MARYSTOWN, NL – Nancy Healey believes it’s time to think small.
“We had mega-projects drive our economy for quite a long time,” said Healey, chief executive officer of the St. John’s Board of Trade.
“Now what we need is 1,000 small businesses, which will be the one mega-project.”
Healey was keynote speaker at the Burin Peninsula Chamber of Commerce annual general meeting held Jan. 24 at the Marystown Hotel and Convention Centre.
She believes growing many small businesses would provide more steady employment for the province than one mega-project.
“If everybody does their little bit and grows their business – looks to employ one more person, to export, to be a bit more innovative in how they deliver things, we can have a thousand points of light.”
During her address Healey discussed figures found in the provincial government’s economic forecast for 2018.
“Every one of the significant numbers – household income, gross domestic product, disposable income, (and) retail sales over the next five years are going down,” she said.
“They’re not going in the right direction.”
Healey said some years ago the St. John’s Board of Trade ran a campaign to encourage business owners to invest in their futures while business was at its best, “because it’s not going to stay at a boom forever, it’s going to go bust, and I fear that (investment) didn’t happen as much.”
She added the board is taking some inspiration from the “Michigan Turnaround Plan,” a 2010-document that mapped out a way for the State of Michigan to improve its economy and increase employment.
“One of the main things they did (was) to measure a whole bunch of metrics about how much disposable income people had, personal growth, the number of jobs … the number of companies that were exporting, the number of companies that were more innovative.”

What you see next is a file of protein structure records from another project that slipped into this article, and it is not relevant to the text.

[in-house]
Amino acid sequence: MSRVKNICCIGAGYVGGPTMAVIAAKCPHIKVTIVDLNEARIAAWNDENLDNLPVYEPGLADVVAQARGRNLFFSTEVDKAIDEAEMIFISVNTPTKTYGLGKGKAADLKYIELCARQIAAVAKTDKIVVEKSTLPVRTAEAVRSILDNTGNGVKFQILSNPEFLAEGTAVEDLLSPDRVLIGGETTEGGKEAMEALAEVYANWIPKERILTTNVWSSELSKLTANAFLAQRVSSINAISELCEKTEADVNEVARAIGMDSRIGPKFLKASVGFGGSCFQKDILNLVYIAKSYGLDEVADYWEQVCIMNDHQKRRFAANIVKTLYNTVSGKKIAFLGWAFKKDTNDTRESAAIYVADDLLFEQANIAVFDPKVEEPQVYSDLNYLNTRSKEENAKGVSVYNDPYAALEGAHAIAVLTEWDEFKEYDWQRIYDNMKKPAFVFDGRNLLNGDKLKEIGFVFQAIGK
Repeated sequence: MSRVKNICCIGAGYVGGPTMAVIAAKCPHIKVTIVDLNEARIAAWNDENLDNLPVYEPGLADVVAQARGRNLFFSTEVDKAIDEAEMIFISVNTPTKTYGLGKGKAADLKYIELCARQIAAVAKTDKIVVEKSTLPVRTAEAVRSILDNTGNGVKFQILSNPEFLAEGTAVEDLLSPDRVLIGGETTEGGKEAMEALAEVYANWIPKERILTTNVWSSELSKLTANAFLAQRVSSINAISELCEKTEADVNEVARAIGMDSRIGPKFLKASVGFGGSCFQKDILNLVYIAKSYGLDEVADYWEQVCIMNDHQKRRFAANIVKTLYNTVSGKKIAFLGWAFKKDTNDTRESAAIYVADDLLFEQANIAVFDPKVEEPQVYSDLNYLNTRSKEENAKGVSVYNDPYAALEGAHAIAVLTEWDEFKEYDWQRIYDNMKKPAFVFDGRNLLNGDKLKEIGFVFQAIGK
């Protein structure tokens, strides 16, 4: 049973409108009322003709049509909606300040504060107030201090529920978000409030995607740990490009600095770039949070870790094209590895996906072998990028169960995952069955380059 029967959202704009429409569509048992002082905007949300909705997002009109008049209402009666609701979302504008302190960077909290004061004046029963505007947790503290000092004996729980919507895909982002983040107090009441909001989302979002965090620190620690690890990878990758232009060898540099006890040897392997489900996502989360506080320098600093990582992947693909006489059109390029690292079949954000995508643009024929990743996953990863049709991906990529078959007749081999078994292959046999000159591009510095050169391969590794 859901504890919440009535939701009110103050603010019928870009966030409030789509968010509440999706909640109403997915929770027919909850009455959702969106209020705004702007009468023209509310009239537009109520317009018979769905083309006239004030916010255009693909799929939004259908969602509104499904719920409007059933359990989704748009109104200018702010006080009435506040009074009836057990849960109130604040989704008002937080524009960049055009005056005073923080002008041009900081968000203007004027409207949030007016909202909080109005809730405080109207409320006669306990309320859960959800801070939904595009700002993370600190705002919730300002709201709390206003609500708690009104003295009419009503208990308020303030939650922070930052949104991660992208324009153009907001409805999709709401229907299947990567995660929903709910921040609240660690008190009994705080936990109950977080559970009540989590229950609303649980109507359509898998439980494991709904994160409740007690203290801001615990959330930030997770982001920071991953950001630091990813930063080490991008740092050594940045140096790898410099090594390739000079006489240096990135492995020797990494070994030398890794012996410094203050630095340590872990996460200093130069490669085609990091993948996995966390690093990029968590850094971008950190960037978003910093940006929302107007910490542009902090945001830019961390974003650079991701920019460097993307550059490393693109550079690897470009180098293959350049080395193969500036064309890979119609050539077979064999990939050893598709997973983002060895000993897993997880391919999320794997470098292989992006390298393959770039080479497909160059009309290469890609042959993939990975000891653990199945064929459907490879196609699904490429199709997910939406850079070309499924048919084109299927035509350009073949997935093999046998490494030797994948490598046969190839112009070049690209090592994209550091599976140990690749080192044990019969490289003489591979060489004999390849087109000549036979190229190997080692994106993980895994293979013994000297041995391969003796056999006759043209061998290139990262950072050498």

She said these factors are not currently taken into consideration in our province’s fiscal planning.
Immigration is another important factor in improving the province’s financial future, said Healey.
“We know that we have more people set to retire than we do entering the labour force in Newfoundland and Labrador,” she said. “We’ve had (a) declining fertility rate for a very long time, so we need to attract more people here.”
She said finding a way to reverse out-migration is also key.
Loretta Lewis, out-going president of the Burin Peninsula Chamber of Commerce, said Healey’s presentation raised many points the chamber can use to help determine the Burin Peninsula’s business community needs.
“We need to get more recent current data,” she said. “It’s time to go back now and work with government… because a lot of our tradespeople have moved away, but there are still (people) here that are unemployed and really are anxious to go to work.”
Lewis said various councils, groups and organizations on the Burin Peninsula also need to work together to come up with solutions to better promote the region, as well as their own towns.
Many business opportunities on the Burin Peninsula are not being tapped, such as tourism, said Lewis.
“We need to do what Bonavista is doing,” she explained. “We have all these little regions, neck of the woods, little crooks and crannies… around the peninsula that we need to explore and promote.”
Lewis also said the chamber needs to continue developing its relationship with the St. Pierre and Miquelon Chamber of Commerce.
“We have a relationship now, but we need to further develop that and work on it,” she said. “It is very important that we keep that relationship fresh and it ties into our tourism.”
In discussing the province’s fiscal situation, Healey referred to the St. John’s Board of Trade’s #forthem initiative, a social media campaign “started by a group of concerned citizens to ensure Newfoundland and Labrador is a desirable and viable place for the next generation of Newfoundlanders and Labradorians to live and make a living,” she said.
More details about the initiative are available at https://forthem.blog/about/.
Healey said the initiative’s two major concerns are the provincial debt and declining demographics.
She added the initiative encourages the provincial government to bring spending in line with the national average.
Regarding the #forthem initiative and its emphasis on trimming public sector spending, Loretta Lewis said there are always two sides to every story, and “I think that needs to be handled very cautiously,” she said.
She said public employees play an important role in the province and are valued for their contributions.
“There’s a lot of conversation out there about it, and we need to make sure it’s the actual truth of it and we both need to come together and compromise – not cancel each other out in the process.”